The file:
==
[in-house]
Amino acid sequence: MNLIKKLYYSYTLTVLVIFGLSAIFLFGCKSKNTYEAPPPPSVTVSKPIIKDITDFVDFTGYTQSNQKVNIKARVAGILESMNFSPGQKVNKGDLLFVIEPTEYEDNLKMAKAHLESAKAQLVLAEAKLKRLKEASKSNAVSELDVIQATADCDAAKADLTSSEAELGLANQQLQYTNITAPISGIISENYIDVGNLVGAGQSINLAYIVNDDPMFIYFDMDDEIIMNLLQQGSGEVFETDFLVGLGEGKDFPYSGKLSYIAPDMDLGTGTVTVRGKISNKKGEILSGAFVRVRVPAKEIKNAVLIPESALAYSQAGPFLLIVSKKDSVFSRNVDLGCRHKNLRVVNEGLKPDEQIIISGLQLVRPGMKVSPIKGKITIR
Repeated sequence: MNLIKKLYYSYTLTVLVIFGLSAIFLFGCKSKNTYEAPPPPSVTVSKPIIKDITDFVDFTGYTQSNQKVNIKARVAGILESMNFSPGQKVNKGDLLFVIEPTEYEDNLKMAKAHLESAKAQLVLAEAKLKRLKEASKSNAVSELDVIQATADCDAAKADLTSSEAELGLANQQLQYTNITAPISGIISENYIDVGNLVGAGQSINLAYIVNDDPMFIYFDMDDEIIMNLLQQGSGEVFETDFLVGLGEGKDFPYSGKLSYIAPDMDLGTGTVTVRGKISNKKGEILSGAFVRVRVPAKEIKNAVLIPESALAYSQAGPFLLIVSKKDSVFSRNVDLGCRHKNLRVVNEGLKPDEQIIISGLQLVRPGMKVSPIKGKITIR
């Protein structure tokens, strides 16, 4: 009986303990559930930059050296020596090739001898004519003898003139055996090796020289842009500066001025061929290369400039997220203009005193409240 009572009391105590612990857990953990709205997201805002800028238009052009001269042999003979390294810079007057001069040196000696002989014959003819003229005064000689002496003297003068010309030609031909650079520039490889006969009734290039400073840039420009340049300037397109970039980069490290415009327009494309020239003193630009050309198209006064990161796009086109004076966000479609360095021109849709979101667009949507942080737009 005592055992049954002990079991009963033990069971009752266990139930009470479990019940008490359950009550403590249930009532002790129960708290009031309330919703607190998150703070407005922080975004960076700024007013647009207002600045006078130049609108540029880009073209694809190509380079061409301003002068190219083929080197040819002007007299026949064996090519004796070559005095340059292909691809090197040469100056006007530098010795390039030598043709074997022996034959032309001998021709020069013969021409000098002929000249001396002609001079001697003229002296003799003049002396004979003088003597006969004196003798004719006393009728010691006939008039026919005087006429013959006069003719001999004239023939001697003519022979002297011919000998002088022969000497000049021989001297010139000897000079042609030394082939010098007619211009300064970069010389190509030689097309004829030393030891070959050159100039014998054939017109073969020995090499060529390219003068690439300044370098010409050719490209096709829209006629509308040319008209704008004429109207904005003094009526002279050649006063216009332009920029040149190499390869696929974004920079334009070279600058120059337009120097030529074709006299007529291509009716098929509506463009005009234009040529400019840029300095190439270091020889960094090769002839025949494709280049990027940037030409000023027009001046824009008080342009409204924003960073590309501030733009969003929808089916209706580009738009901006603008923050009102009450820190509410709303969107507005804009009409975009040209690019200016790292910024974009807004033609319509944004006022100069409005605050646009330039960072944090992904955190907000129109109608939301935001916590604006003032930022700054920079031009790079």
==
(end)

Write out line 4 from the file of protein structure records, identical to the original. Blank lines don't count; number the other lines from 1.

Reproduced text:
């Protein structure tokens, strides 16, 4: 009986303990559930930059050296020596090739001898004519003898003139055996090796020289842009500066001025061929290369400039997220203009005193409240 009572009391105590612990857990953990709205997201805002800028238009052009001269042999003979390294810079007057001069040196000696002989014959003819003229005064000689002496003297003068010309030609031909650079520039490889006969009734290039400073840039420009340049300037397109970039980069490290415009327009494309020239003193630009050309198209006064990161796009086109004076966000479609360095021109849709979101667009949507942080737009 005592055992049954002990079991009963033990069971009752266990139930009470479990019940008490359950009550403590249930009532002790129960708290009031309330919703607190998150703070407005922080975004960076700024007013647009207002600045006078130049609108540029880009073209694809190509380079061409301003002068190219083929080197040819002007007299026949064996090519004796070559005095340059292909691809090197040469100056006007530098010795390039030598043709074997022996034959032309001998021709020069013969021409000098002929000249001396002609001079001697003229002296003799003049002396004979003088003597006969004196003798004719006393009728010691006939008039026919005087006429013959006069003719001999004239023939001697003519022979002297011919000998002088022969000497000049021989001297010139000897000079042609030394082939010098007619211009300064970069010389190509030689097309004829030393030891070959050159100039014998054939017109073969020995090499060529390219003068690439300044370098010409050719490209096709829209006629509308040319008209704008004429109207904005003094009526002279050649006063216009332009920029040149190499390869696929974004920079334009070279600058120059337009120097030529074709006299007529291509009716098929509506463009005009234009040529400019840029300095190439270091020889960094090769002839025949494709280049990027940037030409000023027009001046824009008080342009409204924003960073590309501030733009969003929808089916209706580009738009901006603008923050009102009450820190509410709303969107507005804009009409975009040209690019200016790292910024974009807004033609319509944004006022100069409005605050646009330039960072944090992904955190907000129109109608939301935001916590604006003032930022700054920079031009790079």